For the last 11 years, my husband has been understanding but also a little frustrated with my aversion to having sex while the kids are in the house. I couldn’t explain why I was so afraid of them walking in on us or interrupting us in some other way, like knocking on the door or calling out for us. I have no traumatic memories of walking in on my own parents, unless I’ve buried them so deeply I can’t remember them. And my husband and I have a door that locks, something my parents never had.
The only memory that does stand out is a night in a hotel room with my parents and brother. I don’t know how old I was, but I was probably around my daughter’s age. I was jarred awake by the sound of a couple (in the next room? above us? across the hall?) having very loud sex. I pretended to be asleep. Everyone else did, too. They couldn’t have actually been asleep, because the sounds were way too loud to sleep through.
I remember the feeling of lying in bed, perfectly still and quiet, not wanting anyone else to know I was awake and hearing these sounds. I was embarrassed, but why? What would it have said about me to simply be hearing this ― something I had nothing to do with? Something I wasn’t in control of? And something that should not have been embarrassing in the first place? I know now sex is not embarrassing unless you treat it that way.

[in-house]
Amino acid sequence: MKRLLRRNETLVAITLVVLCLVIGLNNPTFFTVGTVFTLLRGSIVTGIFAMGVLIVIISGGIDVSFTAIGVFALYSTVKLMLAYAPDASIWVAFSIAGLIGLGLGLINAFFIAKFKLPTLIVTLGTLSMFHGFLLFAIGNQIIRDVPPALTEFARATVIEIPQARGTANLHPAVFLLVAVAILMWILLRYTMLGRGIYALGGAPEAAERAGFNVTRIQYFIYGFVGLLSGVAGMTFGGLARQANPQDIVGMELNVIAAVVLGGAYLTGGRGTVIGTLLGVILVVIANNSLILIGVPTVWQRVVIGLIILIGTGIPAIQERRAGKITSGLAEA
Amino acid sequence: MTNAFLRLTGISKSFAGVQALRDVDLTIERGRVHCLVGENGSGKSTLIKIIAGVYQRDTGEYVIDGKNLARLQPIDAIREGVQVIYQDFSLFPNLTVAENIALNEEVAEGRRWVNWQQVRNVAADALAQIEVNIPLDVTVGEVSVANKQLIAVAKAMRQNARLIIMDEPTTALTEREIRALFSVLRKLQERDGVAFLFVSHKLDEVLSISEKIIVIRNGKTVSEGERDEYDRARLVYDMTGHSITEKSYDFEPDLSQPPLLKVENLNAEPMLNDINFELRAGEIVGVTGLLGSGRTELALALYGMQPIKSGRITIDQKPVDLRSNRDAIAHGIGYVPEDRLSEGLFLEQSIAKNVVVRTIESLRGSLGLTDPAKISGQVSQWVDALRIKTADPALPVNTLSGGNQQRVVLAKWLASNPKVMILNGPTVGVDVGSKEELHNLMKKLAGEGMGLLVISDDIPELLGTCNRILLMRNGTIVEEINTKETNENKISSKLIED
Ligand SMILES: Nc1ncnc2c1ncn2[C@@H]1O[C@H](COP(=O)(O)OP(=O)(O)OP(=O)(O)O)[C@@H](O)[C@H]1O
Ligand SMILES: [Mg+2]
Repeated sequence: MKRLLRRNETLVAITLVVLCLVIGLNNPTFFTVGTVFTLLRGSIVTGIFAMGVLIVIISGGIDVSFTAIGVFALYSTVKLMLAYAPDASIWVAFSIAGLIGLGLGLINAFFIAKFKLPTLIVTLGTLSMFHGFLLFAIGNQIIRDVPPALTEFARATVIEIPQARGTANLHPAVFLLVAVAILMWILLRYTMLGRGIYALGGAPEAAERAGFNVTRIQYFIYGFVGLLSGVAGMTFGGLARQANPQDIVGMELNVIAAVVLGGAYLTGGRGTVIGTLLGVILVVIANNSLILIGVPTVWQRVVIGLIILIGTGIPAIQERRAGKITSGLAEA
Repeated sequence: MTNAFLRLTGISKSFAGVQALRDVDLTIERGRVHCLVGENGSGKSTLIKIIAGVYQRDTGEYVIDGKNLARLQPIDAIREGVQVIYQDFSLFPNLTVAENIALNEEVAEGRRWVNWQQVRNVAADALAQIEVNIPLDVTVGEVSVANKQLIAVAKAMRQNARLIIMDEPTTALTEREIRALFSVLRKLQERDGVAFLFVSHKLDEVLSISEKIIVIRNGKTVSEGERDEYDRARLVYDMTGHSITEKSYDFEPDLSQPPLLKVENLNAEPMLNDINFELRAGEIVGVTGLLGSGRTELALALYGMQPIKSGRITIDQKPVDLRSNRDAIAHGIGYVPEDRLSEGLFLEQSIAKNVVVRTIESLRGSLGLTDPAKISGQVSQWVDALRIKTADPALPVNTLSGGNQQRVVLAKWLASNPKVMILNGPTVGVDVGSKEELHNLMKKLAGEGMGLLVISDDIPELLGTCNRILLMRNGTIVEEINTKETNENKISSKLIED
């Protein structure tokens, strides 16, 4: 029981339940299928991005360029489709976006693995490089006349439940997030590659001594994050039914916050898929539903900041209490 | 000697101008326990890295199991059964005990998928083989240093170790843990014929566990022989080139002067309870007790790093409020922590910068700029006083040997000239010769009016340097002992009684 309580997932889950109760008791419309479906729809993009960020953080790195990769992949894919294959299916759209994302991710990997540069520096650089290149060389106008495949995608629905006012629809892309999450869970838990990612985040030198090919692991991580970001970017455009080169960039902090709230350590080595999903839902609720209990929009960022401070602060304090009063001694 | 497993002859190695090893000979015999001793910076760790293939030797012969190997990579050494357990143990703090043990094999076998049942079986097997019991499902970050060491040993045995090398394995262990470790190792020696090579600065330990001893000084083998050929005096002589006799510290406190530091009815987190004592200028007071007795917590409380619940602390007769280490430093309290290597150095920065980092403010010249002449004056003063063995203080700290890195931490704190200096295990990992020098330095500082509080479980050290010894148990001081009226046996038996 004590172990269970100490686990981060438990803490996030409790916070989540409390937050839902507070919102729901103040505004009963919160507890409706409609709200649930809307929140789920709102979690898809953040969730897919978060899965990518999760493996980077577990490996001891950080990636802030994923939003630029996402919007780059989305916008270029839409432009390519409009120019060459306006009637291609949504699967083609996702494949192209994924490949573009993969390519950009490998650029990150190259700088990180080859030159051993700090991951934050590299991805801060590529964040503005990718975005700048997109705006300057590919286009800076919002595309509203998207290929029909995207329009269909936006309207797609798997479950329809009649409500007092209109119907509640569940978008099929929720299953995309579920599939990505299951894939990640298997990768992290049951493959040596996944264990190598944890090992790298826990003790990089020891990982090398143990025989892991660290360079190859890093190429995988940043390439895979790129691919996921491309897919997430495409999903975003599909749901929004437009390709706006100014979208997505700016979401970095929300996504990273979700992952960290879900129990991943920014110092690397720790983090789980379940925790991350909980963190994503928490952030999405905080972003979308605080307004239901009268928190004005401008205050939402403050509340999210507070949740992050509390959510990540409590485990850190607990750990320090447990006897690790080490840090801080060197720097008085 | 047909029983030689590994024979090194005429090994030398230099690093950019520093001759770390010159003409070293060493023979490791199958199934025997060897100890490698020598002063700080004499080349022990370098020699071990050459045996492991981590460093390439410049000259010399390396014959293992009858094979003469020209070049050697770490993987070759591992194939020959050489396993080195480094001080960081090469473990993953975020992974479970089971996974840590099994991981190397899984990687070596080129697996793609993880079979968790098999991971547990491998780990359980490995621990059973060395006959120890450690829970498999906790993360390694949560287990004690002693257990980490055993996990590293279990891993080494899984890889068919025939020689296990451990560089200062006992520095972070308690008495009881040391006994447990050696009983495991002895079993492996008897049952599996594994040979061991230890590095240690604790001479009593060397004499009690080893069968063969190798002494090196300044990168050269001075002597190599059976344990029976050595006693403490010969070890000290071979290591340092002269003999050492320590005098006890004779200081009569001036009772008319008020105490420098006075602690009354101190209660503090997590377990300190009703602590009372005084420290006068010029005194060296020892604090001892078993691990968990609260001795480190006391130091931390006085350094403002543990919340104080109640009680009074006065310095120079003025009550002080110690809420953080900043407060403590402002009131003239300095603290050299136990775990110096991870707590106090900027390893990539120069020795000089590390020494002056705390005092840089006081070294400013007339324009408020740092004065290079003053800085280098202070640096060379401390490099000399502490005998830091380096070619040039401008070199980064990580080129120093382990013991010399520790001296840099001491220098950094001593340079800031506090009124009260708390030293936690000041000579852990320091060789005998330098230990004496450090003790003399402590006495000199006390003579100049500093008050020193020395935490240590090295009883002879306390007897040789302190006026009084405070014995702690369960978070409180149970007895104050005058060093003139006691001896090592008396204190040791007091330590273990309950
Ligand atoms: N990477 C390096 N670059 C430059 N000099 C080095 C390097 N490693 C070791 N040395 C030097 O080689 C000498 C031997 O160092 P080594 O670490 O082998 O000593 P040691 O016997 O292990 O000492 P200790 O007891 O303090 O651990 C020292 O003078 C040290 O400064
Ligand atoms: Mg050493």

“For the last 11 years, my husband has been understanding but also a little frustrated with my aversion to having sex while the kids are in the house. I couldn’t explain why I was so afraid of them walking in on us or interrupting us in some other way, like knocking on the door or calling out for us.”